What You Need to Know About Cross-Cultural Marketing

Culture is a set of beliefs, norms and traits of a particular group. Any marketer who knows his job understands the importance of culture. Culture is an extremely important factor which can influence any marketing decision. It is very simple to consider your product a winner from your own perspective but it is important that you realize that other people might not consider it so. When you sit down to create a marketing strategy or an advertisement, you must have complete information about your target audience and their culture. Using the same advertising campaign in all the parts of the world can be dangerous. People in different parts of the world will have a different set of perceptions and thinking, hence, you must keep their sentiments in mind when you go out to do marketing.

For instance, not long ago Coca-Cola made a silly mistake of launching a product in China and translating that name into their local language. They were dumbstruck when they realized that the Chinese felt insulted because the name literally meant “bite the wax tadpole” in their local language. Therefore, it is vital to any cross-cultural campaign to understand the cultures you are going to advertise to. There are a few things that can be kept in mind when diversifying to other regions like:

• Language: First and foremost thing that should not be forgotten is the language. In the case of Ford Pinto’s launch in Brazil, they translated the name in their local language which unfortunately meant “tiny man’s genitals”. So make sure when you translate something in a local language, you don’t hurt people’s sentiments.

• Religion: This is another influential factor. There are thousands of cases reported every year where MNC’s have made blunders in marketing campaigns by pressing the wrong (religious) nerve of the residents of the country. Recently a game manufacturer’s marketing tagline for its new game was “Challenge everything”. The residents immediately revolted as they felt that THE GOD cannot be challenged. You might for a minute consider this outrageous but this is a very serious issue.

• Colors: There are places everywhere in the world where a particular color will either attract the crowds or distract them. Colors have different meanings in different places. For eg- in China, red is considered to be a lucky color while black in Japan is thought to be unlucky.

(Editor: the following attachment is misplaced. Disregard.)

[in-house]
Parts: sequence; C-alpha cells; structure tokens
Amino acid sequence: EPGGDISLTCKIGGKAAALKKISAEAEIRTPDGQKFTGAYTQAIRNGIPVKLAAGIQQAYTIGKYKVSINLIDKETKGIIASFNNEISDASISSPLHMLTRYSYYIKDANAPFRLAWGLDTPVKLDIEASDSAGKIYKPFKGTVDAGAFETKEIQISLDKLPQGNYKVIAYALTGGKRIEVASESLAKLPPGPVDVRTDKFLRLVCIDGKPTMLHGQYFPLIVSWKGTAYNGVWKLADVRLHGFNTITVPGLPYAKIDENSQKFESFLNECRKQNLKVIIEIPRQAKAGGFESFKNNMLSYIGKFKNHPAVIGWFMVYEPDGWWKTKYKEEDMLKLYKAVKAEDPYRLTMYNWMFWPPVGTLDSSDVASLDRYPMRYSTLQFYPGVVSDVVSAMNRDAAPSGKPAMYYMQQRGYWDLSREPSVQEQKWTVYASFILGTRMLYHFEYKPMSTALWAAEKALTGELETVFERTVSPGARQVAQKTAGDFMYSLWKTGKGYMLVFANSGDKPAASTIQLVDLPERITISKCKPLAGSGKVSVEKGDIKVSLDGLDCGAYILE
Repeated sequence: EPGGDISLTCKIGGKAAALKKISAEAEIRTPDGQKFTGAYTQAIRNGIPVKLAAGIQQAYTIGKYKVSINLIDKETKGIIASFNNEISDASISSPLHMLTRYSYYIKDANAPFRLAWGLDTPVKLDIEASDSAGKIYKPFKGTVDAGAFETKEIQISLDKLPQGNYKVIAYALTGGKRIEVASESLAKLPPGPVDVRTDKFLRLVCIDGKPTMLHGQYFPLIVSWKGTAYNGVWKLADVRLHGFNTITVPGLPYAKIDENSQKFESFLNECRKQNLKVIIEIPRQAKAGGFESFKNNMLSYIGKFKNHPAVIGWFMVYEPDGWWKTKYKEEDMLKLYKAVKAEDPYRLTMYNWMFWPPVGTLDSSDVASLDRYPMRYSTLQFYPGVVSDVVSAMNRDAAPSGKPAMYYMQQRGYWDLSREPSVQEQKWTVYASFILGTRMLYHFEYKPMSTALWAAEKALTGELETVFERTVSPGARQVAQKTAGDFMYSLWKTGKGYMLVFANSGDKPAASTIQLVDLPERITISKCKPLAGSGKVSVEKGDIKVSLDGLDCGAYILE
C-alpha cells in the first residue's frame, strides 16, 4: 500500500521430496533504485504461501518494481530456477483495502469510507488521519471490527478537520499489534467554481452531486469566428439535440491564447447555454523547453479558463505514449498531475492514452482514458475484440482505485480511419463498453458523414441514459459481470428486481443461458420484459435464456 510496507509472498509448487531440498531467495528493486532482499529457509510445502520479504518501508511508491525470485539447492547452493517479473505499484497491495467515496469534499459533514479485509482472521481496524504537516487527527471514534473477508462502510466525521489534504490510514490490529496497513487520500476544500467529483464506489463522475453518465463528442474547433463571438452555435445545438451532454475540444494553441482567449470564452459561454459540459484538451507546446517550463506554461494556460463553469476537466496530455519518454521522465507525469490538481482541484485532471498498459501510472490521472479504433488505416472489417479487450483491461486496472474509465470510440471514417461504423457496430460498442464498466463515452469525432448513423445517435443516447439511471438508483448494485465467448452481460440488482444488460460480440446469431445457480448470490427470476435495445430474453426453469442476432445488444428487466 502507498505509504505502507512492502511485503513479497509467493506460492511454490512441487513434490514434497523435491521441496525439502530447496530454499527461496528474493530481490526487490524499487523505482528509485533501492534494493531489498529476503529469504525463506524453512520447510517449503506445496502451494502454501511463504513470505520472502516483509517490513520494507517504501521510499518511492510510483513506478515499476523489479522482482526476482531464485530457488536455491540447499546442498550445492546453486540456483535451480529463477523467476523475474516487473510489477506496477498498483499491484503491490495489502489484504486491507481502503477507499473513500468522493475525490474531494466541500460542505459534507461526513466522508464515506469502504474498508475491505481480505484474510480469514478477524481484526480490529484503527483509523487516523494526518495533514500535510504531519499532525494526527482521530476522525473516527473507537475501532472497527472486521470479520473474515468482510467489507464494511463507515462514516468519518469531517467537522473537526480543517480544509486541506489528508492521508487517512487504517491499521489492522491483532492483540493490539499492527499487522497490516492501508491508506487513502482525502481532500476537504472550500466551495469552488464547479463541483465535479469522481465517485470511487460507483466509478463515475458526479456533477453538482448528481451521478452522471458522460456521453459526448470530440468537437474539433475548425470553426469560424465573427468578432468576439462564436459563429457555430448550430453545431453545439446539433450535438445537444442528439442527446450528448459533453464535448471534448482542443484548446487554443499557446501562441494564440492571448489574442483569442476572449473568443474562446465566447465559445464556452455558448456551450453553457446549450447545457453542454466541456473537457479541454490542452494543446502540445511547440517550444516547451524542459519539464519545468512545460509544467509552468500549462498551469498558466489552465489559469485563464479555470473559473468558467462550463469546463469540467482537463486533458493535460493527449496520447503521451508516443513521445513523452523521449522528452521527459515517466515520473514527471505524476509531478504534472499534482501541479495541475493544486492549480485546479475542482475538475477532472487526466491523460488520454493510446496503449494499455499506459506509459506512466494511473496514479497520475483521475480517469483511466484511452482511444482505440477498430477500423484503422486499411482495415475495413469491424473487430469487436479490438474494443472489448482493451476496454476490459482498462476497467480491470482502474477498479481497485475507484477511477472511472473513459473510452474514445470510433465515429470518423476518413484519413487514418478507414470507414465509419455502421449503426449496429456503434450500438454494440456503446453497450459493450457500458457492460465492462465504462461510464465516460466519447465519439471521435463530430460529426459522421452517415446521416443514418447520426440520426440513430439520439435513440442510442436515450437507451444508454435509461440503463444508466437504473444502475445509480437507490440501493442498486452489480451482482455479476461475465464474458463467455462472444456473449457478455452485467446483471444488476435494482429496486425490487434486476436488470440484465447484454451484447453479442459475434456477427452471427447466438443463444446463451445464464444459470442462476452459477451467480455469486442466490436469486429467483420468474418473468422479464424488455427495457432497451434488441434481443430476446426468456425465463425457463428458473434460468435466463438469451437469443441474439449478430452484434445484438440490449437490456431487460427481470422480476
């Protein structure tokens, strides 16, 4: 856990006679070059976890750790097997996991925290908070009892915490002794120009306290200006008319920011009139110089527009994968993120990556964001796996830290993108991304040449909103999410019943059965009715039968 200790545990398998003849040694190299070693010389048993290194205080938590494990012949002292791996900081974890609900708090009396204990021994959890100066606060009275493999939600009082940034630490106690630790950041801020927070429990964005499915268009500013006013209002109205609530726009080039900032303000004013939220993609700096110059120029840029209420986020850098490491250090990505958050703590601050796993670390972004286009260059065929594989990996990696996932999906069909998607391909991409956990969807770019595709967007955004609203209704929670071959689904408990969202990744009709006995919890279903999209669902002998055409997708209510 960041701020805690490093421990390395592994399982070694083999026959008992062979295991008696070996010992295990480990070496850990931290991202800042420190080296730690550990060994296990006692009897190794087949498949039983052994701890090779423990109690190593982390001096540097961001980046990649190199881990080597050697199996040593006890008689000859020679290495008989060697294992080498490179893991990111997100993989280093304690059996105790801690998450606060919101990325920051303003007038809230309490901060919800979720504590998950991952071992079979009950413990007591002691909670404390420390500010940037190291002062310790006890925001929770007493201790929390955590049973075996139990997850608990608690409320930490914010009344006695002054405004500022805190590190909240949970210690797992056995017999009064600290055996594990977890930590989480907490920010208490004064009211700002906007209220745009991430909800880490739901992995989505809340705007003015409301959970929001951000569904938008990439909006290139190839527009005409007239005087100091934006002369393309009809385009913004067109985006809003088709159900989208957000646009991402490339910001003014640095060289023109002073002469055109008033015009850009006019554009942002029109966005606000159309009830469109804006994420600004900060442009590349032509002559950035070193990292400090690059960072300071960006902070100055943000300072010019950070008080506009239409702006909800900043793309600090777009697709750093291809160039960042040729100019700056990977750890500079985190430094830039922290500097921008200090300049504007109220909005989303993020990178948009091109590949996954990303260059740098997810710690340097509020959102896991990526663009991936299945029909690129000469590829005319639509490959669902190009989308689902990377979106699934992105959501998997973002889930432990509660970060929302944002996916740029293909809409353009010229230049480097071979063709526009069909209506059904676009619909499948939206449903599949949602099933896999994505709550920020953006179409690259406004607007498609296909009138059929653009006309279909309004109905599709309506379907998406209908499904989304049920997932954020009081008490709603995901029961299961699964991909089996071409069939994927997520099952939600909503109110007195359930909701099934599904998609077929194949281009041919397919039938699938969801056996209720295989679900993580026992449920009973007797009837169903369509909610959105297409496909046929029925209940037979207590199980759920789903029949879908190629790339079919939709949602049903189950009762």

• Numbers, images and photos: Another thing that can raise issues while marketing is the use of numbers as well as pictures which can be considered offensive by a certain group or cultural society. For eg- Women in bikinis on billboards in USA can be a good selling strategy but can be very offensive for citizens of UAE.

These are small things and can easily be ignored by many businesses. But then the results of it can only lead to a failure. If you stick to these small points you can be sure of winning hearts all over. Try to find out things that can be appealing and exciting to people. Like in Caribbean communities, using sketches in ads can prove to be very effective and useful. Also try and get as much information from the locals about people’s interests and buying habits. Do not think twice before doing a solid research. Keep an eye on what’s new and the overall developments taking place.

For example- In Europe, using strong language and nudity is more acceptable than in the USA. Make sure there is something that can connect well with the audience. People connect because of culture. It binds them together as one, hence, making it easier for you to target a particular set of audience. The game seems to be tough initially and it is without a doubt, but once you have set an impression, it doesn’t take too long to be successful.

This is how culture plays a really important role in marketing. Some of the tips and suggestions mentioned here can be very useful for your business and marketing plans.

1 thought on “What You Need to Know About Cross-Cultural Marketing”

  1. Very interesting article, I write on cross-cultural communication and you have a good summary here. I like your Coke example, but my favorite is for Gerber baby food. I live in France, and if you pronounce the word Gerber as a French person would, it means ‘to vomit’. Not really a good word for baby food.
    Stumbled your post.

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